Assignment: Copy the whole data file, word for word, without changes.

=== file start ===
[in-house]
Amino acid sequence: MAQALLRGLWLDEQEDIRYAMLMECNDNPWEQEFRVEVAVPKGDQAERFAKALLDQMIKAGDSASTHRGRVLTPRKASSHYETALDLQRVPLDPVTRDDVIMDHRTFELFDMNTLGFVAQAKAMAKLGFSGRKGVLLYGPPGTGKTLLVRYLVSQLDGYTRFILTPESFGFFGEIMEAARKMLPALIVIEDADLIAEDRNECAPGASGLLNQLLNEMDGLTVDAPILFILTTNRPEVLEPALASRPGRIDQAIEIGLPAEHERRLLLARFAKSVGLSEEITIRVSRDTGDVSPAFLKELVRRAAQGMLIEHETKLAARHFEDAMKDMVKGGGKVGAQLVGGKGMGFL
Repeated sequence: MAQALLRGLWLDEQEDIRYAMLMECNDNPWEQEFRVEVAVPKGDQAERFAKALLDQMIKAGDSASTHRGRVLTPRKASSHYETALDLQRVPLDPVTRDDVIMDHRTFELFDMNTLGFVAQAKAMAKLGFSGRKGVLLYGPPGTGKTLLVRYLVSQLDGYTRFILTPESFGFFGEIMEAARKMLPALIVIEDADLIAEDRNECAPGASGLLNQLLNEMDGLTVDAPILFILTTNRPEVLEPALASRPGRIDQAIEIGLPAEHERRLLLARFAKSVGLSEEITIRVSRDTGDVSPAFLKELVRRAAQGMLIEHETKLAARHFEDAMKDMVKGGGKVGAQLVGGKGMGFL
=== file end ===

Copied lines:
[in-house]
Amino acid sequence: MAQALLRGLWLDEQEDIRYAMLMECNDNPWEQEFRVEVAVPKGDQAERFAKALLDQMIKAGDSASTHRGRVLTPRKASSHYETALDLQRVPLDPVTRDDVIMDHRTFELFDMNTLGFVAQAKAMAKLGFSGRKGVLLYGPPGTGKTLLVRYLVSQLDGYTRFILTPESFGFFGEIMEAARKMLPALIVIEDADLIAEDRNECAPGASGLLNQLLNEMDGLTVDAPILFILTTNRPEVLEPALASRPGRIDQAIEIGLPAEHERRLLLARFAKSVGLSEEITIRVSRDTGDVSPAFLKELVRRAAQGMLIEHETKLAARHFEDAMKDMVKGGGKVGAQLVGGKGMGFL
Repeated sequence: MAQALLRGLWLDEQEDIRYAMLMECNDNPWEQEFRVEVAVPKGDQAERFAKALLDQMIKAGDSASTHRGRVLTPRKASSHYETALDLQRVPLDPVTRDDVIMDHRTFELFDMNTLGFVAQAKAMAKLGFSGRKGVLLYGPPGTGKTLLVRYLVSQLDGYTRFILTPESFGFFGEIMEAARKMLPALIVIEDADLIAEDRNECAPGASGLLNQLLNEMDGLTVDAPILFILTTNRPEVLEPALASRPGRIDQAIEIGLPAEHERRLLLARFAKSVGLSEEITIRVSRDTGDVSPAFLKELVRRAAQGMLIEHETKLAARHFEDAMKDMVKGGGKVGAQLVGGKGMGFL